Uterine Fibroids: What You Need to Know
What exactly are uterine fibroids?
Uterine fibroids are the most common non-cancerous growths in a woman’s uterus. They can be as small as a pea or as big as a grapefruit. Fibroids also vary in shape and texture. For some women, fibroids may not cause any symptoms and go undetected until they’re found during an exam. But for others, fibroids can cause menstrual problems like heavy bleeding and cramping, pain during sex, and pressure or pain in the lower back or abdomen.
What causes uterine fibroids?
The exact cause of fibroids isn’t known. There are some factors that may lead to them, including genetic mutations, hormones, and inflammation.
Some women are at a higher risk for developing uterine fibroids because they are carriers of the gene that causes them. Women with endometriosis are also more susceptible to uterine fibroids. But doctors don’t know why these women have an increased risk of developing this condition.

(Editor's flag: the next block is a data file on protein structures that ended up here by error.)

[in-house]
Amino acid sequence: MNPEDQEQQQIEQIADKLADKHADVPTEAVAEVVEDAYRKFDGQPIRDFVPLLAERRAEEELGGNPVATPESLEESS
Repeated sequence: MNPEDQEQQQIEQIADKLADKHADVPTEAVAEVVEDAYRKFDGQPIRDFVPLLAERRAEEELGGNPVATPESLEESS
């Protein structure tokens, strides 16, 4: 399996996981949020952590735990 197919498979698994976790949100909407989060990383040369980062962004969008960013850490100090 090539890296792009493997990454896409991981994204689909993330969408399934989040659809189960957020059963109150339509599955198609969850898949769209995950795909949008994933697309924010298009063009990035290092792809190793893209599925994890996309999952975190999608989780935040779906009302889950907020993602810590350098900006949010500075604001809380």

How do we diagnose and treat uterine fibroids?
There are a number of different ways to diagnose and treat uterine fibroids. Fibroids can be detected and diagnosed during a routine pelvic exam and an ultrasound, which is considered the gold standard for diagnosis. Ultrasound can also be used to see how big the fibroid is, whether it’s in the uterus or outside it, and if there are any other abnormalities in the uterus. Once diagnosed, our doctors and expert staff will discuss treatment options with you based on your symptoms, age, and medical history.
Women with heavy bleeding will likely need surgery to remove their fibroids. Other women might want to try measures like oral contraceptives or progesterone therapy before opting for surgery. If you’re pregnant and have uterine fibroids, don’t worry: they won’t cause problems during pregnancy because they’re not cancerous.
If you are experiencing symptoms, or if you already know you have uterine fibroids and need help, please contact us right away.